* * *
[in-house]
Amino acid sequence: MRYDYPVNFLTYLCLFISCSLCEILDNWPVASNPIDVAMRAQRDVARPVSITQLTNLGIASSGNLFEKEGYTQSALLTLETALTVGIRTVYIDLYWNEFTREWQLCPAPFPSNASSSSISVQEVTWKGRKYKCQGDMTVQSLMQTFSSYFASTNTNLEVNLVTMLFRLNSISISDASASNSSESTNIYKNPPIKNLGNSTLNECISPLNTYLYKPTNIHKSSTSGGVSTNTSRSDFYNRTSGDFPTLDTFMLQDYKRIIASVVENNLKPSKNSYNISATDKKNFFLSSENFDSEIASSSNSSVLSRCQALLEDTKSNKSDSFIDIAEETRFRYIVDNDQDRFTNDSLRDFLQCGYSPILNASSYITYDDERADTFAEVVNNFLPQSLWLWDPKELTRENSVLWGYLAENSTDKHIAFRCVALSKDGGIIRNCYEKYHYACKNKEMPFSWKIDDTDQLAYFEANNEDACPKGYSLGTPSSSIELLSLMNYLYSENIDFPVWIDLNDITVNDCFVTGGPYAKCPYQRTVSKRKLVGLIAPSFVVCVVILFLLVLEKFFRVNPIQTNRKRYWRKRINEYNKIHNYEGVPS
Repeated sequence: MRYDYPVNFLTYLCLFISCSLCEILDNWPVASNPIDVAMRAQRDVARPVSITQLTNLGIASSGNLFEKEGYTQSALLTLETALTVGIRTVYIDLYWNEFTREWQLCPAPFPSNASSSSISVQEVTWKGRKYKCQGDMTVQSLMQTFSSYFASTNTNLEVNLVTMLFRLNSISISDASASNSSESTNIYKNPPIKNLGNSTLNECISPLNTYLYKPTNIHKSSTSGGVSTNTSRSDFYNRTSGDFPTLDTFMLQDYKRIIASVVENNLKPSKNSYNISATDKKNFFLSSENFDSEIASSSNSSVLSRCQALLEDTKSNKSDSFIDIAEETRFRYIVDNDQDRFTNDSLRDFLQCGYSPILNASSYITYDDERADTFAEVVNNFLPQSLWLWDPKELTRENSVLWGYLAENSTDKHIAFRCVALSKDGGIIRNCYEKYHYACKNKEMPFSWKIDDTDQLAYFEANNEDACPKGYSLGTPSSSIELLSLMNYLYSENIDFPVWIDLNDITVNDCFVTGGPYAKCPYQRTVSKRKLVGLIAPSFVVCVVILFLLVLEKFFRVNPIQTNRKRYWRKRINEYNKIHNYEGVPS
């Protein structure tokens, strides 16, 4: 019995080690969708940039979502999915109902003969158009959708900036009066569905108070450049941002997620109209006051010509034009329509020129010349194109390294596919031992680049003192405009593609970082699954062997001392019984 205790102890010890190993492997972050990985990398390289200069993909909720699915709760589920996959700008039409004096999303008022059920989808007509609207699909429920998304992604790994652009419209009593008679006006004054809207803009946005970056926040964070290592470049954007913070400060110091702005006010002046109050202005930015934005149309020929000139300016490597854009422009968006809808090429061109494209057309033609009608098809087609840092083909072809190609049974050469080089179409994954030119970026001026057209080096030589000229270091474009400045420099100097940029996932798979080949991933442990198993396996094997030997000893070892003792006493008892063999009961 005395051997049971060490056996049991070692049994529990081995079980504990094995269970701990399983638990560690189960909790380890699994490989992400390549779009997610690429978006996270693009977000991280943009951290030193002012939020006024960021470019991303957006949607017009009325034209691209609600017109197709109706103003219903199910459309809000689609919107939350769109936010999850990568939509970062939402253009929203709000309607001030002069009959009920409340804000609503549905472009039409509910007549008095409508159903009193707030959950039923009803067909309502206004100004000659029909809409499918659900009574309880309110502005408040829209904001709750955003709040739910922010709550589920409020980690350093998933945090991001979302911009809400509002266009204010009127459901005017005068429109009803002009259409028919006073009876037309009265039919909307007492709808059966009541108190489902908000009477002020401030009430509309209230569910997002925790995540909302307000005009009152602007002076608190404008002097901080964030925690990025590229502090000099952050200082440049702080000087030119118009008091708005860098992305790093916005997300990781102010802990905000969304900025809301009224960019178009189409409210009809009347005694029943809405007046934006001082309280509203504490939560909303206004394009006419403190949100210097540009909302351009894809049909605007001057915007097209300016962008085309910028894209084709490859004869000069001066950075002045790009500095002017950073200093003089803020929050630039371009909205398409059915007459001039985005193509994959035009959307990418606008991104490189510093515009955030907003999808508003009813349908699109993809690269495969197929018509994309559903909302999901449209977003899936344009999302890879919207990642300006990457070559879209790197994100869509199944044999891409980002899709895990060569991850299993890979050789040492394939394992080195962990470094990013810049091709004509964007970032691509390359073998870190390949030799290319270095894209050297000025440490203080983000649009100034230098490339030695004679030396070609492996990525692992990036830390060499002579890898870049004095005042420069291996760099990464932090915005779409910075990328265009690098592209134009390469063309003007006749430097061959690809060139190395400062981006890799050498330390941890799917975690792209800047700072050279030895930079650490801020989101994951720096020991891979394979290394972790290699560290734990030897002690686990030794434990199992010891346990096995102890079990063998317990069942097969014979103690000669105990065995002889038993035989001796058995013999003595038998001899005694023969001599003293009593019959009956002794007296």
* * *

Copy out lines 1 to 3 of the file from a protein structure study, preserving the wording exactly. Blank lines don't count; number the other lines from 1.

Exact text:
[in-house]
Amino acid sequence: MRYDYPVNFLTYLCLFISCSLCEILDNWPVASNPIDVAMRAQRDVARPVSITQLTNLGIASSGNLFEKEGYTQSALLTLETALTVGIRTVYIDLYWNEFTREWQLCPAPFPSNASSSSISVQEVTWKGRKYKCQGDMTVQSLMQTFSSYFASTNTNLEVNLVTMLFRLNSISISDASASNSSESTNIYKNPPIKNLGNSTLNECISPLNTYLYKPTNIHKSSTSGGVSTNTSRSDFYNRTSGDFPTLDTFMLQDYKRIIASVVENNLKPSKNSYNISATDKKNFFLSSENFDSEIASSSNSSVLSRCQALLEDTKSNKSDSFIDIAEETRFRYIVDNDQDRFTNDSLRDFLQCGYSPILNASSYITYDDERADTFAEVVNNFLPQSLWLWDPKELTRENSVLWGYLAENSTDKHIAFRCVALSKDGGIIRNCYEKYHYACKNKEMPFSWKIDDTDQLAYFEANNEDACPKGYSLGTPSSSIELLSLMNYLYSENIDFPVWIDLNDITVNDCFVTGGPYAKCPYQRTVSKRKLVGLIAPSFVVCVVILFLLVLEKFFRVNPIQTNRKRYWRKRINEYNKIHNYEGVPS
Repeated sequence: MRYDYPVNFLTYLCLFISCSLCEILDNWPVASNPIDVAMRAQRDVARPVSITQLTNLGIASSGNLFEKEGYTQSALLTLETALTVGIRTVYIDLYWNEFTREWQLCPAPFPSNASSSSISVQEVTWKGRKYKCQGDMTVQSLMQTFSSYFASTNTNLEVNLVTMLFRLNSISISDASASNSSESTNIYKNPPIKNLGNSTLNECISPLNTYLYKPTNIHKSSTSGGVSTNTSRSDFYNRTSGDFPTLDTFMLQDYKRIIASVVENNLKPSKNSYNISATDKKNFFLSSENFDSEIASSSNSSVLSRCQALLEDTKSNKSDSFIDIAEETRFRYIVDNDQDRFTNDSLRDFLQCGYSPILNASSYITYDDERADTFAEVVNNFLPQSLWLWDPKELTRENSVLWGYLAENSTDKHIAFRCVALSKDGGIIRNCYEKYHYACKNKEMPFSWKIDDTDQLAYFEANNEDACPKGYSLGTPSSSIELLSLMNYLYSENIDFPVWIDLNDITVNDCFVTGGPYAKCPYQRTVSKRKLVGLIAPSFVVCVVILFLLVLEKFFRVNPIQTNRKRYWRKRINEYNKIHNYEGVPS